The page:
John Sheridan, Head of e-Services and Strategy at The [UK] National Archives, has posted Legislation.gov.uk, on the VoxPopuLII Blog, published by the Legal Information Institute at Cornell University Law School.
In his post, Mr. Sheridan describes the origins and functionality of Legislation.gov.uk, the innovative new official legislative information system for the United Kingdom.
Mr. Sheridan offers an account of the user research that gave rise to Legislation.gov.uk: that research showed that users frequently did not understand the currency or status of the legislation they accessed online. These findings led Mr. Sheridan and his team to develop a new system that employs visualizations and other tools to make clear to users whether the legislation they are viewing is in force and is the most current version available. Mr. Sheridan and his team also created a point-in-time legislative information system, which allows users to view how a statutory provision appeared at a given chronological moment.
Mr. Sheridan’s post then explores the innovative technology that powers Legislation.gov.uk, including:
- Linked Data, enabling automatic semantic processing of legal texts;
- The combined use of Permanent URIs, Representational State Transfer (REST), and object-oriented design and modelling characteristic of the O’Reilly Media PRESTO architecture;
- Open government data, characterized by the provision of bulk access to data in machine-processable formats via an open Application Programming Interface (API), and Creative-Commons-type “copyleft” licensing;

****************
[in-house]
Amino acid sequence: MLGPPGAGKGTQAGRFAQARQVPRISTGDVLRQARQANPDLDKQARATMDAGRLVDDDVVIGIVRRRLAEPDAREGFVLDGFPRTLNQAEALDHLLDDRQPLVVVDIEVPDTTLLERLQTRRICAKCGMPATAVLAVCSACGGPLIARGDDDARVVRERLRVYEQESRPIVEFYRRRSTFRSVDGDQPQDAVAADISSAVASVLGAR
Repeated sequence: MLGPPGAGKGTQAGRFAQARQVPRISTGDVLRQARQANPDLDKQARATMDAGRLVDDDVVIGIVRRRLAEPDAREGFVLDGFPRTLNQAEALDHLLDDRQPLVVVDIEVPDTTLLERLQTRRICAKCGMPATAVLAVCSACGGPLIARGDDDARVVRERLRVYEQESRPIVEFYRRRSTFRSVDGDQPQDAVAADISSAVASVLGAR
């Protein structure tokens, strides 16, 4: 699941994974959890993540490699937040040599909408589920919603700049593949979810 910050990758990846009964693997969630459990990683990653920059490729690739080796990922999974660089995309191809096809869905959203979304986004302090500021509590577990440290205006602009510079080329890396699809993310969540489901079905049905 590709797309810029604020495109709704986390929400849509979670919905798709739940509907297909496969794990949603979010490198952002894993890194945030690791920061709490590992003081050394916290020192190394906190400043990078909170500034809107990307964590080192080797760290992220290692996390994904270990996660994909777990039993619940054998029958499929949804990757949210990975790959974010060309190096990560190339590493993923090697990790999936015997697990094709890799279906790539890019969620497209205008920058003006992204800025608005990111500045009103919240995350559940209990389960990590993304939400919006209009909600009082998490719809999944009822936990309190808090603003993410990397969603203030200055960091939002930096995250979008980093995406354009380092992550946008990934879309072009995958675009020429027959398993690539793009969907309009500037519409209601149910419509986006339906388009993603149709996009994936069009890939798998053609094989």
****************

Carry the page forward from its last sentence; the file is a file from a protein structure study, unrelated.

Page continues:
- A sophisticated metadata model — incorporating FRBR, the CEN MetaLex vocabulary, Dublin Core Terms, and the Crown Legislation Markup Language and XML Schema for Legislation — enabling advanced version control and output of descriptive metadata;
- Content negotiation, facilitating output of legislative data in a wide range of formats; and
- Creative use of open source software.
Mr. Sheridan demonstrates how stakeholders — such as the UK’s Electronic Service Delivery system — are beginning to build on Legislation.gov.uk’s technology, by extracting valuable data from statutes, and developing new, Linked-Data-based information systems with it.
In his post, Mr. Sheridan welcomes feedback from readers about such issues as compatibility with standards — including CEN MetaLex, OAI-PMH, and URN:LEX — and the use of RDF to represent complex attributes of legislation.
Mr. Sheridan concludes by inviting members of the private and public sectors and of civil society to explore Legislation.gov.uk and to use its data in innovative ways.